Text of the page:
Oklahoma Judge Arrested in Texas Capital, Accused of Shooting Parked Cars and Causing Collision

The Associated Press
By The Associated Press
September 23, 2023US News
Oklahoma Judge Arrested in Texas Capital, Accused of Shooting Parked Cars and Causing Collision
A police car in Austin, Texas, in a file photo. (Suzanne Cordeiro/AFP via Getty Images)

OKLAHOMA CITY—An Oklahoma judge was arrested in Austin, Texas, last week after authorities say he opened fire on parked vehicles while out driving, striking at least one of them, and intentionally crashed into a woman’s vehicle, telling officers later that she had cut him off.

Brian Lovell, an associate district judge in Garfield County, Oklahoma, was arrested Sept. 11 on a misdemeanor count of reckless driving. A felony count of engaging in deadly conduct with a firearm was forwarded to a grand jury for consideration.

Judge Lovell was released on $10,000 bond and ordered to undergo a mental health evaluation.

“We have zero comment,” said a woman who answered a phone call Friday to a number listed as Judge Lovell’s. The woman identified herself as Judge Lovell’s wife but declined to give her name.

Judge Lovell didn’t immediately reply to a phone message left at another number listed as his, and he declined to comment to a KFOR-TV reporter who went to his home in Waukomis, about 60 miles northwest of Oklahoma City.

According to an Austin police affidavit, officers were called just after 4 p.m. on Sept. 11 by a witness who reported a man firing “approximately five times while driving down the street,” striking at least one of the parked vehicles.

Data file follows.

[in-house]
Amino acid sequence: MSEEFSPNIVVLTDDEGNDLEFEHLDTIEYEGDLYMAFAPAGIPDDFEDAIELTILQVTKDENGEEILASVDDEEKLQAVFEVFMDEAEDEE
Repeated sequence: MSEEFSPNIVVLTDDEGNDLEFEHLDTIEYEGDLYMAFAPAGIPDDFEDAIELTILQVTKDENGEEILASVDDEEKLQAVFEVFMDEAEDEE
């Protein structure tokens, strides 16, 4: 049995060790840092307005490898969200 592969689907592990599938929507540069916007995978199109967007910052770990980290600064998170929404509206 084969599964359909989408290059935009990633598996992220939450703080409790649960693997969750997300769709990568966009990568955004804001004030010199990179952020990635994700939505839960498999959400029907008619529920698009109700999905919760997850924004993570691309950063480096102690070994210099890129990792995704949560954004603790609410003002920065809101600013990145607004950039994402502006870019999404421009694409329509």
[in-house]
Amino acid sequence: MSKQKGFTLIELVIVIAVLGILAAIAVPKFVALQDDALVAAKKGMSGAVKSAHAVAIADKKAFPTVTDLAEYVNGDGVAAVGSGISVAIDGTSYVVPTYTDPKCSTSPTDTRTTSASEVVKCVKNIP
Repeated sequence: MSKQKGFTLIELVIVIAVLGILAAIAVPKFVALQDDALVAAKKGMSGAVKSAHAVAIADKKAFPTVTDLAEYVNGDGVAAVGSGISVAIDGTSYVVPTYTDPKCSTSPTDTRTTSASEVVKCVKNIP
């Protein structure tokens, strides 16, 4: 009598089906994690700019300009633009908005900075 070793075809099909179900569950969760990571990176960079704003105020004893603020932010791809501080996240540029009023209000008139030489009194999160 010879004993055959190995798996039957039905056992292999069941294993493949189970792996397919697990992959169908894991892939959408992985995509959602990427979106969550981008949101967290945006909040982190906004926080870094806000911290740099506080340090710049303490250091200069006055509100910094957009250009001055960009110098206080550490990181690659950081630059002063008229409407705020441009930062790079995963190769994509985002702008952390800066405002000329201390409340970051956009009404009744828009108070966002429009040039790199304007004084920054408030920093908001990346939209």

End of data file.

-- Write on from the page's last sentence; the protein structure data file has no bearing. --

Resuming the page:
About 90 minutes later, police responded to a call about a crash less than 2 miles from the shooting scene, where a woman said a man had deliberately collided into the rear of her vehicle twice.

Judge Lovell and his SUV matched the description of the shooter, according to the affidavit.

He told police he believed the woman had cut him off in traffic and although he acknowledged their vehicles had collided, he “did not admit the collisions were intentional,” according to the document.

Judge Lovell told police there were two handguns in his vehicle, but he said “he did not know why he would have shot his gun and could not recall any part of the shooting incident,” according to the affidavit.

Paul Woodward, the presiding administrative judge for the Garfield County district, said Judge Lovell agreed to not preside over any cases until his own case is resolved.

“He’s been a good friend and colleague for years. It’s hard for me to believe any of this,” Judge Woodward said.

By Ken Miller

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